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Exclusive: Update on West Coast ports labor negotiations

July 1. That’s the expiration date for the contract that covers the International Longshore and Warehouse Union’s more than 22,000 workers at the 29 ports along the West Coast.  

Negotiations are ongoing, but experts think it is unlikely a deal will be reached before July 1. (In the past, contract talks have run beyond the expiration date and led to major disruptions to port operations.)  The stakes are especially high this time around, however, as the negotiations are playing out amid a backdrop of global supply chain disruptions.

Chain Store Age spoke with Spencer Shute, senior consultant at procurement and supply chain consultancy Proxima, part of Bain & Company, about the possibility of a shutdown and its impact on retailers.

Given that an agreement is not expected to be reached by July 1, what does this mean for supply chains this summer and for peak season?
The impact for supply chains will vary depending on how severely the flow of goods slows down after July 1st. A full shutdown will be devastating to the U.S. supply chain and will be felt by all retailers and consumers. Limited supply will continue to impact inflationary concerns.

While a full shutdown is the worst-case scenario and both sides are working to avoid that situation, it is likely that the flow of goods through the West Coast ports will slow down. This will cause transit delays as freight that is being processed at a slower rate won’t be available for truckers.

If the slow down happens immediately trucking equipment will be out of position which impacts overall freight rates. The additional delays will create a sense of limited supply impacting consumer buying patterns.

Retailers will begin to encourage holiday shoppers to purchase goods sooner than “normal” (similar to last year). An additional factor in all of this is freight from Shanghai will begin reaching U.S. ports after they have started to reopen from the lockdowns. This will create a sense of volume surge which impacts how the ports process freight. If negotiations are not completed, there will be limited incentive for the laborers to expedite processing ships coming to port.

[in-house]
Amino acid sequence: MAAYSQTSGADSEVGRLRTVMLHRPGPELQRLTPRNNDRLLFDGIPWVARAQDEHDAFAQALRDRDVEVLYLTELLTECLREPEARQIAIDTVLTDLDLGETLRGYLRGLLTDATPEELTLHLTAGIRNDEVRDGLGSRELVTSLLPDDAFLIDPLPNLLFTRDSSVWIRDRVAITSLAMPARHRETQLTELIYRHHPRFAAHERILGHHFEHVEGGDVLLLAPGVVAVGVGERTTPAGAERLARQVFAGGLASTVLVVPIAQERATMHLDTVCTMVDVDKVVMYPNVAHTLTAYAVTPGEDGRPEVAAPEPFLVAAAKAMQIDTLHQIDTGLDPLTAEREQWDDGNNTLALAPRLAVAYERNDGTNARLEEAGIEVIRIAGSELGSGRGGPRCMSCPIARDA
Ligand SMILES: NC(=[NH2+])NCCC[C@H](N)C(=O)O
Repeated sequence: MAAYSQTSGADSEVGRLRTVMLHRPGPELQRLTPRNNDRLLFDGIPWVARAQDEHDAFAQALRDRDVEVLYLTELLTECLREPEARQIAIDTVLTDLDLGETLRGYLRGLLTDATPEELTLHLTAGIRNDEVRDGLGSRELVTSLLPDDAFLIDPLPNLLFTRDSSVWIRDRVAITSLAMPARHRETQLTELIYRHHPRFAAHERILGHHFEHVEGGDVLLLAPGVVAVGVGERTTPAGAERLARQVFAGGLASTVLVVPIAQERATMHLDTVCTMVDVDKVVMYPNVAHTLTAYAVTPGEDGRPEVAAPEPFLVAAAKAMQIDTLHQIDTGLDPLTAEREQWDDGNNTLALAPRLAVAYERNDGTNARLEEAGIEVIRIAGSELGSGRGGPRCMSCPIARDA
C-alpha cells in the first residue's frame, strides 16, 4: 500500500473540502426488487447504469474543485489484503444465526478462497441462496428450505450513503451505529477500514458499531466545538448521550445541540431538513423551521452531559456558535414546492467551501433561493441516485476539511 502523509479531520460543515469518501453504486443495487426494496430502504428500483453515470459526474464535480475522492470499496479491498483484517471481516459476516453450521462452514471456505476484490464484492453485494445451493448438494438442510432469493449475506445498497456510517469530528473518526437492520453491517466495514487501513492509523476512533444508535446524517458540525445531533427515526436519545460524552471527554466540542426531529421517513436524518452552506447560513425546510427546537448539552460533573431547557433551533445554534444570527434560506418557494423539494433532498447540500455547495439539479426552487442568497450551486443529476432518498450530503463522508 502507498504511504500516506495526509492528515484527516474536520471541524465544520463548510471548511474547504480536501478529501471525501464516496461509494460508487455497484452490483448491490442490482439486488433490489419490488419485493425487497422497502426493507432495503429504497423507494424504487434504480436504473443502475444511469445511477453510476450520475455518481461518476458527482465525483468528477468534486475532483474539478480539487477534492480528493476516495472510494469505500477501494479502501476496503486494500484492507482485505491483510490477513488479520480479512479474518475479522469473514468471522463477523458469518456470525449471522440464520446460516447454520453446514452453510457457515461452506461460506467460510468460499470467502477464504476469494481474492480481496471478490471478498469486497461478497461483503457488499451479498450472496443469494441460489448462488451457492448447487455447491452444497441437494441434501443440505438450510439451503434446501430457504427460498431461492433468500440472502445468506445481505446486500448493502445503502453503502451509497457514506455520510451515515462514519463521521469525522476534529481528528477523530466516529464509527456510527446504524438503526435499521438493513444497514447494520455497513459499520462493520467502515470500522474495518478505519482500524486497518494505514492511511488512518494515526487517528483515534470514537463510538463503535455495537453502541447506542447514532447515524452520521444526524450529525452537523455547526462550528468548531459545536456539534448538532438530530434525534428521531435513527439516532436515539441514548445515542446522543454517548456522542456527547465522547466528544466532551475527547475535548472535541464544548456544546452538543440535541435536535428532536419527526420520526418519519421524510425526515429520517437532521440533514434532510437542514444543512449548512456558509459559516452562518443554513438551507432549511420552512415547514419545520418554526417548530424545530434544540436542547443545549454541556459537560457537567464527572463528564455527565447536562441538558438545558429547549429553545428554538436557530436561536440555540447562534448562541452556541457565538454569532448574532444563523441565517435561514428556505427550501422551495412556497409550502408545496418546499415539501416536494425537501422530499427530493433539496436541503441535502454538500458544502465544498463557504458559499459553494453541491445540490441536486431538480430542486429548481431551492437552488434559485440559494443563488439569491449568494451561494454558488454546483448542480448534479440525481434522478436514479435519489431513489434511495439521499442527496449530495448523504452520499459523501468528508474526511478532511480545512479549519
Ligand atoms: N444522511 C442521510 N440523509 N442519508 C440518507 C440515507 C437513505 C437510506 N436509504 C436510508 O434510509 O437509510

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“A full shutdown will be devastating to the U.S. supply chain and will be felt by all retailers and consumers.”

How will this impact businesses that rely on the ports for the shipping of their goods?
The primary impact will be delays in getting product into businesses’ networks and ultimately available for consumers to purchase. Should the slowdowns dramatically impact carrier equipment balances, shippers will also face higher freight costs to move available product from the ports to their facilities.”

Should the industry have seen this coming … what about alternatives?
Alternatives are limited considering the volume processed through the West Coast ports. The expiration of the current agreement has been known since it was signed and isn’t a completely unforeseen event. What makes this particular negotiation more challenging are all the supply chain disruptions over the last two years and the resulting impacts on supply, demand, costs and labor.

In a normal negotiation cycle shippers could have prepared more easily by ordering product ahead of schedule, looking at air options or shipping to different ports. These options are limited depending on the product category being shipped because of all other disruptions.

In order to properly prepare for this shippers need to understand their supply chains and risks associated with their current network. Using real-time data to analyze their network gives them the best opportunity to mitigate disruptions more easily, or at least react much sooner.

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